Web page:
How do you choose where you go on holiday? Here’s my guide on how to select the best place for you.
You’d think it was the easiest thing in the world – pick a destination, pack your bags and off you go. But all too often those eagerly awaited trips can often turn out to be disappointing at best or disastrous at worst. Over the many years I have travelled for work and pleasure – I’ve realized there is a bit of an art of choosing where to travel to.
It sounds obvious but if you are travelling long-haul then do remember to check what season your chosen destination will be in during the time of your trip. If you are travelling to the Southern Hemisphere – which includes Australia, New Zealand, most of Latin America and the southern parts of Africa – then the seasons are reversed. Most of us want to travel during the warm, dry periods, which means travelling to these countries during our winter.
But here’s something to factor in. There’s actually something magical about seeing a destination out of its high season period. Take monsoon season in India, for instance – once a no no for travellers – it has become something of a draw for those interested in spa breaks, specifically Ayurvedic remedies. Book into the beautifully peaceful Ananda in the foothills of the Himalayas (anandaspa.com) – open year round. It offers some of the most blissful therapies steeped in the traditions of traditional Indian therapies mixed with the best of contemporary Western approaches. So soul stirring that it doesn’t matter what the weather is doing outside.
The Caribbean is another area to consider out of season. The most popular time to travel to the islands is over the Christmas period. Instead, think of touching down during June or July. This is when the so-called rainy season is just beginning and you can access lower prices for flights and hotels and make the most of the still generally good weather. Temperatures do not vary that much from the ‘summer’ months and the rain is, on the whole, merely short, sharp showers in the late afternoon and evening (in fact, a relief to many). To minimize the chance of heavy rains and high winds, travel to the northern parts of the Caribbean, further away from the so-called hurricane belt. My money is on Peter Island Resort & Spa, in the British Virgin Islands, one of the most heavenly places I have ever visited and newly revamped for this year (peterisland.com). The perfect excuse to take a trip back!
Nearer to home is Venice. It is a nightmare during our summer months, when it is clogged with tourists, too hot and overpriced. Having lived there many years ago, I found that the city was at its best in the winter months of January and February and I have always revisited around then. Fog shrouds the canals and narrow streets, making every corner mysterious and evocative. The tourists are gone and there are no queues for the many wonderful churches, galleries and piazzas. It’s utterly romantic. My ultimate place to stay is the Aman Canal Grande (amanresorts.com), carved out of a 14th century palazzo and boasting seriously impressive interiors. (Well, if George Clooney liked it…)
A good way of getting a feel for a new destination coming up is to keep an eye out for a slew of new openings. The big brands often follow each other – so it’s a sure fire way of seeing what’s new on the radar. Take Porto Heli in Greece’s Peloponnese Peninsula (portohelicollection.com). A few years ago, this area was largely undiscovered and under-developed. It now boasts a Nikki Beach and a standout Amanzoe by Aman, with a Chedi Hotel soon to open. It’s heavyweight luxury. Mexico’s Riviera Maya – a few miles south of Cancun – is another case in point. Developed over the past ten years – from what was a sleepy stretch of coastline – it is now well-established as a luxury destination, with many of the big hotel brands in situ – think Viceroy, Four Seasons, Fairmont and Mandarin Oriental.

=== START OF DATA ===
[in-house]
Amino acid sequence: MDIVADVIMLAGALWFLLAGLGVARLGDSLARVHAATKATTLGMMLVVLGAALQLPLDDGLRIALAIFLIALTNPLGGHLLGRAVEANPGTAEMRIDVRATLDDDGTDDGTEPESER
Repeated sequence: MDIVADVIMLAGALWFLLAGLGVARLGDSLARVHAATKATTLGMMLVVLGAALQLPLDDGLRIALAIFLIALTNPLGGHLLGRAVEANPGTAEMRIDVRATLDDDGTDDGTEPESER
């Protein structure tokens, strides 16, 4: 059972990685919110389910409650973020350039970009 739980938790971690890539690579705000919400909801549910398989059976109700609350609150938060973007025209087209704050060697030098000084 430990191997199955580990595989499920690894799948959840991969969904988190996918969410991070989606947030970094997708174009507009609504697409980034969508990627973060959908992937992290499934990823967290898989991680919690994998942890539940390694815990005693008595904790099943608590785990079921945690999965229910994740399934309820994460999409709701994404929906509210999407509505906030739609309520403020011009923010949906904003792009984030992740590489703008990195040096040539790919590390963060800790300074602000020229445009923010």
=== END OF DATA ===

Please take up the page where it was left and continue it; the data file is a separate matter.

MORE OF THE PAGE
New openings will also offer special discounts during their soft opening phase. This ensures rooms are filled and that the word gets out before the brand properly hooks into tour operators. It’s vital to create a buzz during the first few months when a property is getting up and running. Have a favourite hotel brand? Then sign up to their newsletters or periodically check on their website where they will often detail upcoming openings. On my radar this year is the new Cotton House Barcelona from Marriot’s Autograph Collection, built out of a 19th century building, due to open in February (mariott.co.uk) and Tri in Sri Lanka, due to open this summer. It will be one of the country’s first contemporary, sustainable luxury design hotels on the banks of Lake Koggala (trilanka.com).
KNOWLEDGE IS KEY
The secret to a successful holiday means putting in a bit of leg-work beforehand. Consider what you like doing in your downtime. There’s no point being seduced by glossy pictures of exotic beaches in the Maldives, if, in reality, you don’t like sitting in the sun for too long. If you enjoy cultural days out, instead, make sure you are going to an area that can offer this.
Also double check on whether there are any visa or immunization requirements for where you are planning to go. These can often take months to sort out and some immunisations – such as for Japanese Encephalitis – require doses spaced out over several months. Always check on the Foreign Travel Advice website if going further afield or to areas of potential danger or conflict (gov.uk/foreign-travel-advice).
Ultimately, many hotels want you to return so if you have found a favourite, let them know. It’s often worth getting to know the manager a little while you are there and dropping him or her a line when you return. They may not be able to offer you a discount but they might be swayed to offer a room upgrade or early check-in. After all, it’s often the little things that count…